Metamorphopsia: Causes, symptoms, diagnosis and treatment
What is metamorphopsia?
Metamorphopsia is vision dysfunction that causes objects — specifically straight lines — to appear warped, distorted or bent. Rather than a condition itself, metamorphopsia is a symptom. It can result from brain conditions or when there’s a problem with the macula, which is the center of the retina.
The retina is a thin layer of tissue at the back of the eye that uses light to create signals. Signals are sent to the brain through the optic nerve, and registered as an image. The macula is in the middle of the retina and gives us color vision, central vision and visual acuity.
When the retina or macula are affected by age, trauma or disease, metamorphopsia can result. It may affect one or both eyes and may only involve a portion of the vision in the affected eye. Metamorphopsia can potentially indicate the presence of a serious underlying medical cause.
What causes metamorphopsia?
Metamorphopsia can be caused by a problem with the eye or the brain. Usually, when an eye-related problem is causing distorted vision, it only occurs in one eye. Some vision-related problems that could cause metamorphopsia include:
Age-related macular degeneration
Age-related macular degeneration (AMD) is a condition that affects the macula. There are two types of AMD: wet and dry.
In people with wet AMD, abnormal blood vessels grow under the retina and leak blood and fluid. In dry AMD, cells in the macula slowly deteriorate. It’s unknown what triggers the cell deterioration.
A retinal hemorrhage happens when blood vessels in the retina start to bleed. Some diseases, such as diabetes and hypertension, can damage the blood vessels and cause the bleeding to start. Other causes of a retinal hemorrhage include eye trauma, head injury or a sudden change in air pressure.
Macular holes are a rare occurrence that can happen as a result of aging. They occur when the macula gets pulled or stretched during vitreous detachment — an age-related vision change.
If pulled too suddenly, a hole can be torn in the macula. It’s possible for the hole to be small enough that immediate treatment isn’t needed. However, macular holes can get bigger over time and cause more damage to your vision.
SEE RELATED: Tunnel vision
Vitreomacular traction is similar to a macular hole in that it’s caused by vitreous detachment. However, with vitreomacular traction, the vitreous gets caught on the macula as it’s detaching. The vitreous then pulls on the macula, which can cause metamorphopsia to occur.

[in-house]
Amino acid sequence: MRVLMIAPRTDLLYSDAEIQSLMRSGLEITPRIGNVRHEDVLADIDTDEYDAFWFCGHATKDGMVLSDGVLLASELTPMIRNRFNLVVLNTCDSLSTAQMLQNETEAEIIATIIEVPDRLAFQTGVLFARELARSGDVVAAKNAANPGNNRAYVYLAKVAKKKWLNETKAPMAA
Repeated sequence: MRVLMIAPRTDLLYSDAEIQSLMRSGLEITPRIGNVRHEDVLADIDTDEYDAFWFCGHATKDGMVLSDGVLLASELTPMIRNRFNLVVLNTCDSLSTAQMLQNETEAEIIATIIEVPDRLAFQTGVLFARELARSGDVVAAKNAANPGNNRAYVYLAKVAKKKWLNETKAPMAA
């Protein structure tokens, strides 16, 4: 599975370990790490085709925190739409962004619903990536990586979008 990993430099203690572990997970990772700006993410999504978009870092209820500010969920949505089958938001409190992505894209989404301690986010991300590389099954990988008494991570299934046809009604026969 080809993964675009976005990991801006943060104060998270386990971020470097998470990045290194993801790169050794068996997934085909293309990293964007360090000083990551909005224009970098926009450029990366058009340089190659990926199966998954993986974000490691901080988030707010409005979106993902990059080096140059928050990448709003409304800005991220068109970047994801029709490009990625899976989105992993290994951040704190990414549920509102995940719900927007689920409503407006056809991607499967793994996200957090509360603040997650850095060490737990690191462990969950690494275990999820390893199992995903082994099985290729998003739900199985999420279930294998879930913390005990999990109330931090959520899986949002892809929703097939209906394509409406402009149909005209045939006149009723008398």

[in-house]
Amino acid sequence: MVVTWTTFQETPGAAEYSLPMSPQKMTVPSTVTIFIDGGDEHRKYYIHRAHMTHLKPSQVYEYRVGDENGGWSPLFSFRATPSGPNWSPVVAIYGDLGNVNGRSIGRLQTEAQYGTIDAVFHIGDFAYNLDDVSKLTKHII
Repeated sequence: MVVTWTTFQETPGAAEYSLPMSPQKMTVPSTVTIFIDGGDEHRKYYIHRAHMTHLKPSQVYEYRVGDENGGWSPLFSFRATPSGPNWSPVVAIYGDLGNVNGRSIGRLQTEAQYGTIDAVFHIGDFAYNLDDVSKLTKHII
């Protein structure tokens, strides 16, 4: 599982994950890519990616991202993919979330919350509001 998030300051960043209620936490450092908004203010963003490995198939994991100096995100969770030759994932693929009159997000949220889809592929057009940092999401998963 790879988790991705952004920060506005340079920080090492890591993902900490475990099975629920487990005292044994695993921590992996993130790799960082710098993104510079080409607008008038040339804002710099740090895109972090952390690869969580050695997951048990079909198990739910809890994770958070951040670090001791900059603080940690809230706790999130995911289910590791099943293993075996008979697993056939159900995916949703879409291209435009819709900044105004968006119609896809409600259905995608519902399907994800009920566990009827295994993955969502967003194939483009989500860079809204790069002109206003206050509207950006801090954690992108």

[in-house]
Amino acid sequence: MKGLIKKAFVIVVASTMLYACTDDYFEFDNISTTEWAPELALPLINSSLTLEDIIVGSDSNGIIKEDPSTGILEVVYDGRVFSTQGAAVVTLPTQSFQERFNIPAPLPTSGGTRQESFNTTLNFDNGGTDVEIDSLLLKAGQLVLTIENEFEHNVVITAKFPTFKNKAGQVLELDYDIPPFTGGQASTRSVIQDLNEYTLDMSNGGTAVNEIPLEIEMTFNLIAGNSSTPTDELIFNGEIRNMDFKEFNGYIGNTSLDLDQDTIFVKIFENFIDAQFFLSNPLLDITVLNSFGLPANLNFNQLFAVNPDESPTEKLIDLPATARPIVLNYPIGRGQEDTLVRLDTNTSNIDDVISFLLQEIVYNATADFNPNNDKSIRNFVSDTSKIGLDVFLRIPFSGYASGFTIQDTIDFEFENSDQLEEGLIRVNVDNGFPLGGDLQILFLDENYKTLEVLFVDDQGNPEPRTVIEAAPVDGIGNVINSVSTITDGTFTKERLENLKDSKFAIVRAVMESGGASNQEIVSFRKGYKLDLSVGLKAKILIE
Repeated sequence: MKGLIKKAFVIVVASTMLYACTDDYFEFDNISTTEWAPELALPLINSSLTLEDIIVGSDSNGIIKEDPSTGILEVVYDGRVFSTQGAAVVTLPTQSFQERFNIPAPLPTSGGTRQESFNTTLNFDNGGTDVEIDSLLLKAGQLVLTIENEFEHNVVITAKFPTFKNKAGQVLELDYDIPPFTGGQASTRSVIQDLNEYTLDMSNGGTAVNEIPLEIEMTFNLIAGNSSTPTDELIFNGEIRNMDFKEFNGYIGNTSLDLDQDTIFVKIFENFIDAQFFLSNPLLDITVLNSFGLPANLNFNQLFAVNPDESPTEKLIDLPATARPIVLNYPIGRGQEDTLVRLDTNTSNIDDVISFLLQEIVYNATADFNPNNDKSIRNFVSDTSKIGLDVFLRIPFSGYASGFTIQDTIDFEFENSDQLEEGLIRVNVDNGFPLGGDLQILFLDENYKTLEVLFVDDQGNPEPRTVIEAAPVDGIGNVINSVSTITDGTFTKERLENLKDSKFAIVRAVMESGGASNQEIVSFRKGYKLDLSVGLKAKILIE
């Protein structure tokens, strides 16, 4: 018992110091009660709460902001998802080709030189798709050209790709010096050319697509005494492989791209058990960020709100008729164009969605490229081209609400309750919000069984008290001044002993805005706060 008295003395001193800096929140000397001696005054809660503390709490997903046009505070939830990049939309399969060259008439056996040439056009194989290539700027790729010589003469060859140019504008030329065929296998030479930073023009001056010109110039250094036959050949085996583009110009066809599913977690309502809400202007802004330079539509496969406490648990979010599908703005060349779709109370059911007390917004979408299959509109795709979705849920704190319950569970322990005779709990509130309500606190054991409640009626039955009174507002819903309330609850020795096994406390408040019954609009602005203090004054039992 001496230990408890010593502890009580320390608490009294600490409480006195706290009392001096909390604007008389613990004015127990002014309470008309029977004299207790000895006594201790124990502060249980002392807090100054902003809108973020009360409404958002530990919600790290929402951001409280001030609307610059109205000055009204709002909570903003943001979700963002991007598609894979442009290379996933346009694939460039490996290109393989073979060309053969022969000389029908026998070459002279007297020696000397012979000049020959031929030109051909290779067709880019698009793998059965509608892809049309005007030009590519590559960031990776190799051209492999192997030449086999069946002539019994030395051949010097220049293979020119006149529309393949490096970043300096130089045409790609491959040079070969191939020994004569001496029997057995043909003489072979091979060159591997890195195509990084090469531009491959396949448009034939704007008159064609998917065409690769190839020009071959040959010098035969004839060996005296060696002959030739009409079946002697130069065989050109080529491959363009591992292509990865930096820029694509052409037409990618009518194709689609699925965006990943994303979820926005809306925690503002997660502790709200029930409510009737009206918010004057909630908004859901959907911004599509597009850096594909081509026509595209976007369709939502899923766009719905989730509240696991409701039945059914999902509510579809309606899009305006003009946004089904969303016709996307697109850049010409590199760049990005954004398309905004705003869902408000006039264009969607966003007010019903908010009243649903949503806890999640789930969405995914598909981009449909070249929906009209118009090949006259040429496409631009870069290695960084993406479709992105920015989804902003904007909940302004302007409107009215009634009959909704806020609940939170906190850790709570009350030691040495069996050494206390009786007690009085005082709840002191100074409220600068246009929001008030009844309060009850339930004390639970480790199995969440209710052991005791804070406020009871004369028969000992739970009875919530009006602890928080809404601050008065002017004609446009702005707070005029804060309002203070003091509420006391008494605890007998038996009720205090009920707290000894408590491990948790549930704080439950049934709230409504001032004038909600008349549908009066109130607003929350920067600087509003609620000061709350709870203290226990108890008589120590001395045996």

Vitreomacular traction may or may not result in a macular hole.
Another complication of vitreous detachment and potential cause of metamorphopsia is retinal detachment. During vitreous detachment, the gel that gives our eyes their shape (vitreous) pulls away from the surface of the retina.
Normally, this process happens with no problems. However, it’s possible for the vitreous to tug on the retina, create a rip or hole in it, and pull the retinal tissue from the back of the eye. When this happens, it can cause flashes of light, floaters and metamorphopsia, among other symptoms.
Macular edema is characterized by a buildup of fluid in the macula. Fluid comes from damaged blood vessels in the retina that begin to leak due to conditions like wet AMD and diabetic retinopathy. The leaked fluid that collects in the macula causes it to swell, which results in distorted vision.
Retinal vasculitis describes the inflammation of retinal vessels. It can occur on its own or as a result of another inflammatory disease. It is a sight-threatening condition that can cause metamorphopsia.
SEE RELATED: Eye floaters
Ocular histoplasmosis is when the fungal infection histoplasmosis spreads to the eyes. Histoplasmosis is a fungus found in bird and bat droppings, with spores that are typically inhaled and create infection in the lungs.
If the infection spreads to the eyes, causing ocular histoplasmosis, it can lead to vision complications. This includes abnormal blood vessel growth on the choroid, beneath the retina, which can cause metamorphopsia.
Epiretinal membrane (macular pucker)
An epiretinal membrane, also called a macular pucker, is a thin layer of tissue that grows over the macula. The membrane is opaque and resembles scar tissue, making it difficult to see through.
It’s possible for the membrane to shrink, which can pull on the macula and cause it to wrinkle or pucker. This disruption in the macula can cause vision distortion.
High myopia, or severe nearsightedness, is categorized as having a vision prescription of -6.00 diopters or higher. The condition is caused by having eyes that are more elongated than average.
As the eyes elongate, the retina at the back of the eye can become stretched. Over time, this may cause cells in the macula to wither away and die, which can cause blind spots and distorted vision.
Central serous chorioretinopathy
Central serous chorioretinopathy occurs when fluid leaks from the choroid — the tissue layer below the retina. As this fluid builds up between the choroid and the retina, it can cause a small retinal detachment and vision distortion.
SEE RELATED: Blurry vision in one or both eyes
Migraine is a neurological condition that is characterized by severe pain that’s focused on one side of the head. Before a migraine begins, many people experience a migraine aura.
A migraine aura is like a warning sign that a migraine is about to happen. It often involves visual symptoms, like flashes of light, zigzags or blind spots in vision, and metamorphopsia.
There have also been rare cases of migraine auras causing brief spells of visual hallucinations, where certain objects look larger or smaller than normal. This is known as Alice in Wonderland syndrome.
Metamorphopsia, among other serious vision problems, has been linked to a drug known as “Poppers.” The drug is made up of various nitrite compounds and is usually inhaled.
When inhaled, the chemicals in Poppers can damage cells in the fovea, which is located in the macula. This is known as “Poppers maculopathy.” It can cause decreased visual acuity, blind spots in your central vision, metamorphopsia and phosphenes.
Peduncular hallucinosis is a rare cause of visual hallucination. Someone with this condition can have vibrant, colorful visions of various animals, objects or people. Metamorphopsia is described by some people experiencing peduncular hallucinosis.